The idea was simple. If the Pentagon was embedding journalists with military units in the invasion of Iraq, why couldn’t it apply the same principle inside the nation’s largest military hospital? This was the essence of the pitch that Tamara Jones, a fellow Washington Post reporter, and I made to the commander at Walter Reed Army Medical Center in Washington, D.C.

The war was seven weeks old when Tamara and I, both feature writers for the Post, decided to team up to report a story about the war wounded being shipped home from Operation Iraqi Freedom). Working at the Post, we had the benefit of geography: Almost all military casualties funnel through either Walter Reed or National Naval Medical Center in nearby Bethesda, Maryland. Our loose idea was “St. Elsewhere” in wartime. We’d locate ourselves inside a military hospital to explore the physical and psychological aftermath of war. We wanted a counterpoint to the ongoing stories and imagery of tanks rolling toward Baghdad and Pentagon officials pointing at maps. It was time for a gut check. The casualties were starting to come home.

In its ambition, the story was a straightforward feature. But to report it required special access. Aside from a few brief interviews, no journalists had been given prolonged access to soldiers at Walter Reed since the war started. To make matters more difficult, Pfc. Jessica Lynch had recently been admitted, and the hospital was in a tighter lockdown than normal. The final hurdle was HIPAA, a new federal patient privacy law that had just taken effect and would seriously limit our ability to even be near patients.

We met with Major General Kevin Kiley at Walter Reed to make our request. We brought clips and offered references. We promised nothing except fairness and sensitivity. Driving home from that meeting, Tamara and I put our chances at 50-50. Why would the government let us write about the realities of war? Working in our favor was the fact that the embedding concept was generally viewed as successful. After two long weeks, we received the green light, with one disappointing caveat: We would be shadowed at all times by either a public affairs officer (PAO) or a judge advocate general (JAG) officer. We agreed. The second blow came on our first day of reporting. President Bush announced that major combat operations in Iraq were over. But what seemed like terrible timing for this story actually turned out to be a haunting theme. Though major combat operations were over, the casualties kept coming.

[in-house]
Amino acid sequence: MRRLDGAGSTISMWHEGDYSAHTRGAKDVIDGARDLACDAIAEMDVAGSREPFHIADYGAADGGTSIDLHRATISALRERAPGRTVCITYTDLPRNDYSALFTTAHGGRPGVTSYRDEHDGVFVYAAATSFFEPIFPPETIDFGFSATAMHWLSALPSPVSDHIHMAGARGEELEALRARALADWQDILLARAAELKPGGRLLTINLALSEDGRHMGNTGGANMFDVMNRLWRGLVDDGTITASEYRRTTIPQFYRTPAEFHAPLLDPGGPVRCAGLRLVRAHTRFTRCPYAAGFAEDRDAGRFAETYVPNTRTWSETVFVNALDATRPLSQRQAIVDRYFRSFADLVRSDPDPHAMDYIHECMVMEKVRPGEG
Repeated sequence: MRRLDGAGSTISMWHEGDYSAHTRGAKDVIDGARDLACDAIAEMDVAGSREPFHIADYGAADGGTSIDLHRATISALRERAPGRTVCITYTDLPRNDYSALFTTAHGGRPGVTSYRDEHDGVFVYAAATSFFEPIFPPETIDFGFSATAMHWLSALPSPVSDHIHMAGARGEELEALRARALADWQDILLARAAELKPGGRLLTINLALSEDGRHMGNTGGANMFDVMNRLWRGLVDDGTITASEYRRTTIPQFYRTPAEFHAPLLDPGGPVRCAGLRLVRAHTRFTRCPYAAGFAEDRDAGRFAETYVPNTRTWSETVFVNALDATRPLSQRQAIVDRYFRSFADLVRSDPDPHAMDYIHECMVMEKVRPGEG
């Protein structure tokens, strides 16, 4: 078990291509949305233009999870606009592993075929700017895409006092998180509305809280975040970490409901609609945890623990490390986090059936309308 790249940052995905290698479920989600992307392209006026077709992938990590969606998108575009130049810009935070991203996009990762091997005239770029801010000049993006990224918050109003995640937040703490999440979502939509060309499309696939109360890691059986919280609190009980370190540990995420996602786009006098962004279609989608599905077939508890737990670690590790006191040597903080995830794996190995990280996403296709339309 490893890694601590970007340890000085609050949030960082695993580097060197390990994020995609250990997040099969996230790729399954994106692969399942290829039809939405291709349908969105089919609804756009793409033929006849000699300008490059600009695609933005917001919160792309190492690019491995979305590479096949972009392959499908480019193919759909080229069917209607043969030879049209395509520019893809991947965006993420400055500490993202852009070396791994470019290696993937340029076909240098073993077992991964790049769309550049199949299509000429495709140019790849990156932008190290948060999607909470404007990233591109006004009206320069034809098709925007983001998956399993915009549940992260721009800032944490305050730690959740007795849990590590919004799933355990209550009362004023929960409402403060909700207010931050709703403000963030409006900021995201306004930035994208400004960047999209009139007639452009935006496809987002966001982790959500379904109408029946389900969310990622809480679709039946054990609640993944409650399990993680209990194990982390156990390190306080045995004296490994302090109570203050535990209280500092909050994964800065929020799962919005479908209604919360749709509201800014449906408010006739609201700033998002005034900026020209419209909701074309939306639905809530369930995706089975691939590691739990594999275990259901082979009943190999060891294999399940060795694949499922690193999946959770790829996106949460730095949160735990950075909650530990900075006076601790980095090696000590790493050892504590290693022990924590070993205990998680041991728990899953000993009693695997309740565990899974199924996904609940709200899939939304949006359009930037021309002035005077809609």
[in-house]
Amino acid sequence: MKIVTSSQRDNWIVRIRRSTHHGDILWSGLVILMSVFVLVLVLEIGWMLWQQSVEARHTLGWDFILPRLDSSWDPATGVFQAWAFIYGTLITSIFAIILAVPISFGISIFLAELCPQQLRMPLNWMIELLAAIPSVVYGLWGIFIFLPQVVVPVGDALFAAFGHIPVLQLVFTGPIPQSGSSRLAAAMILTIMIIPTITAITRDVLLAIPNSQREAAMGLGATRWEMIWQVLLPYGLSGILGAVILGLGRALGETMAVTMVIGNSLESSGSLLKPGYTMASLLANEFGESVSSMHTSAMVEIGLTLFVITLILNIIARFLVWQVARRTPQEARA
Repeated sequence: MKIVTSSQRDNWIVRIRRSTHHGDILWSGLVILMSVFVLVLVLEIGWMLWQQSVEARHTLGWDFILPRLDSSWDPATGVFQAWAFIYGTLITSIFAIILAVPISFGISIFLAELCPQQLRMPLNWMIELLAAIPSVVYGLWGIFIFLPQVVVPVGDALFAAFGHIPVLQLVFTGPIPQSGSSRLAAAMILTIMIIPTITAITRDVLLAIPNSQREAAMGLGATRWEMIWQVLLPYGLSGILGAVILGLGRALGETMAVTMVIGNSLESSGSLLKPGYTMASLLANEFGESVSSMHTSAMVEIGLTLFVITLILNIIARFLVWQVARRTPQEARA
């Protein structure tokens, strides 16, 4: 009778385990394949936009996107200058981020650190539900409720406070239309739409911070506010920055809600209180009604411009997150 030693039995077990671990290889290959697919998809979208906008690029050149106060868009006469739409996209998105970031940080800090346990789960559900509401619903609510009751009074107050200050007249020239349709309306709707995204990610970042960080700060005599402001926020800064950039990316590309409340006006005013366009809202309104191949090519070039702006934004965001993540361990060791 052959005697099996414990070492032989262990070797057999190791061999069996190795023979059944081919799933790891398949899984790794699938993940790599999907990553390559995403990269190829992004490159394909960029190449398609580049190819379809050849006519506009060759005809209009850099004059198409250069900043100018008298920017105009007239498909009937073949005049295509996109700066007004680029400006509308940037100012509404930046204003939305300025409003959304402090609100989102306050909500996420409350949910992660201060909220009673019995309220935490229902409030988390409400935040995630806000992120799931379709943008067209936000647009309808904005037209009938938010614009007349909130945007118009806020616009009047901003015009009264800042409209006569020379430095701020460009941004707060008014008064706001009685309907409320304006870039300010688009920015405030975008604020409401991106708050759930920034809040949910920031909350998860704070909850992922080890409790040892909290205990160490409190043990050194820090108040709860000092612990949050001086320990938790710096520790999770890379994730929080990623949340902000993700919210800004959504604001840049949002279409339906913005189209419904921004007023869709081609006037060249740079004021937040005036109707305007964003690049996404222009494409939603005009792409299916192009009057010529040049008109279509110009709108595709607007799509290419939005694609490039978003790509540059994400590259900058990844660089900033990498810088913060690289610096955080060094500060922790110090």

Embedded at the Hospital

Walter Reed is a 147-acre compound. To have tried to write about the whole hospital would have diluted the potential impact of the material. After a few days of reporting, we decided to locate our entire story on Ward 57, the orthopedic ward where amputees are treated. There is probably no other place in the hospital that reveals with more nakedness the after-tremors of war.

At 5:30 each morning, we began making rounds with doctors. Most of the soldiers had lost a leg to landmines, rocket-propelled grenades, or sniper fire. Some were having additional surgeries for a higher amputation due to infection or to prepare the stump for a prosthetic. Bandages had to be changed daily, often with the help of a morphine injection. These initial few days of reporting involved a lot of quiet observation out of respect for the soldiers’ privacy. While we gave the soldiers plenty of space early on, we hounded the doctors and nurses with numerous questions.

After meeting a dozen soldiers, we narrowed our focus to three, each distinct in personality, rank and resolve. First Lt. John Fernandez was a West Point graduate and newlywed who’d lost both legs in a rocket attack. Pfc. Garth Stewart was a ground-pounder who loved combat and philosophy. Pfc. Danny Roberts was a bookish reservist who had the most trouble dealing with his injury.

As with all reporting—but especially narrative reporting—it was crucial to witness firsthand as much as possible. We had the good fortune, too, of having Post photographer Michael Lutzky work with us. As time went by, the three of us roamed unaccompanied through most of the hospital, unencumbered by the PAO or JAG officer. We had either earned their trust or outlasted their stamina.